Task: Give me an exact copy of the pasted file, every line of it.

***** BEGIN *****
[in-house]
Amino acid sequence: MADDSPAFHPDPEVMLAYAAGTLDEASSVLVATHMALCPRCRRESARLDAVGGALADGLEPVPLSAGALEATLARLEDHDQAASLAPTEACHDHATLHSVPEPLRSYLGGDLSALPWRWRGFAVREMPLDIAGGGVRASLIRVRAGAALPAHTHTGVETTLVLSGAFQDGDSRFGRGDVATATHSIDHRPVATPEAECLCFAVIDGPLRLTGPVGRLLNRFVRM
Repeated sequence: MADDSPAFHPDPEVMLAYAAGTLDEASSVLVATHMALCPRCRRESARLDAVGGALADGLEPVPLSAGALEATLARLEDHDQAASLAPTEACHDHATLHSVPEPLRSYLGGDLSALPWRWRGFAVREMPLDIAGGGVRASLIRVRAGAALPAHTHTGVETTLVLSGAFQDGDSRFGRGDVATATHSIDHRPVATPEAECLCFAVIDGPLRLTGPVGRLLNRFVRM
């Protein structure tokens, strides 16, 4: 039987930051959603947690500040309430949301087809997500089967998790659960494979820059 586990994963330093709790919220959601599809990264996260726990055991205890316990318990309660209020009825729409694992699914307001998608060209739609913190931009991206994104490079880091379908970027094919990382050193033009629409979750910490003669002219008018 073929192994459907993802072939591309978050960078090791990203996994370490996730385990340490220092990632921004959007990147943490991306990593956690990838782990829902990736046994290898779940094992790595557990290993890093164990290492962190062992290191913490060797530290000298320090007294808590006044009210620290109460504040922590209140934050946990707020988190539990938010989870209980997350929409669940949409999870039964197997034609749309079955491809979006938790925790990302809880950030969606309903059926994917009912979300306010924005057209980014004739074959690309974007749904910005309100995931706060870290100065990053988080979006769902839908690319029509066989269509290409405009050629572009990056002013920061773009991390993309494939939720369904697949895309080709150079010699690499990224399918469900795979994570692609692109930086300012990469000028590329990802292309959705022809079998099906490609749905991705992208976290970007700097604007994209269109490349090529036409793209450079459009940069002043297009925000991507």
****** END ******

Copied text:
[in-house]
Amino acid sequence: MADDSPAFHPDPEVMLAYAAGTLDEASSVLVATHMALCPRCRRESARLDAVGGALADGLEPVPLSAGALEATLARLEDHDQAASLAPTEACHDHATLHSVPEPLRSYLGGDLSALPWRWRGFAVREMPLDIAGGGVRASLIRVRAGAALPAHTHTGVETTLVLSGAFQDGDSRFGRGDVATATHSIDHRPVATPEAECLCFAVIDGPLRLTGPVGRLLNRFVRM
Repeated sequence: MADDSPAFHPDPEVMLAYAAGTLDEASSVLVATHMALCPRCRRESARLDAVGGALADGLEPVPLSAGALEATLARLEDHDQAASLAPTEACHDHATLHSVPEPLRSYLGGDLSALPWRWRGFAVREMPLDIAGGGVRASLIRVRAGAALPAHTHTGVETTLVLSGAFQDGDSRFGRGDVATATHSIDHRPVATPEAECLCFAVIDGPLRLTGPVGRLLNRFVRM
């Protein structure tokens, strides 16, 4: 039987930051959603947690500040309430949301087809997500089967998790659960494979820059 586990994963330093709790919220959601599809990264996260726990055991205890316990318990309660209020009825729409694992699914307001998608060209739609913190931009991206994104490079880091379908970027094919990382050193033009629409979750910490003669002219008018 073929192994459907993802072939591309978050960078090791990203996994370490996730385990340490220092990632921004959007990147943490991306990593956690990838782990829902990736046994290898779940094992790595557990290993890093164990290492962190062992290191913490060797530290000298320090007294808590006044009210620290109460504040922590209140934050946990707020988190539990938010989870209980997350929409669940949409999870039964197997034609749309079955491809979006938790925790990302809880950030969606309903059926994917009912979300306010924005057209980014004739074959690309974007749904910005309100995931706060870290100065990053988080979006769902839908690319029509066989269509290409405009050629572009990056002013920061773009991390993309494939939720369904697949895309080709150079010699690499990224399918469900795979994570692609692109930086300012990469000028590329990802292309959705022809079998099906490609749905991705992208976290970007700097604007994209269109490349090529036409793209450079459009940069002043297009925000991507």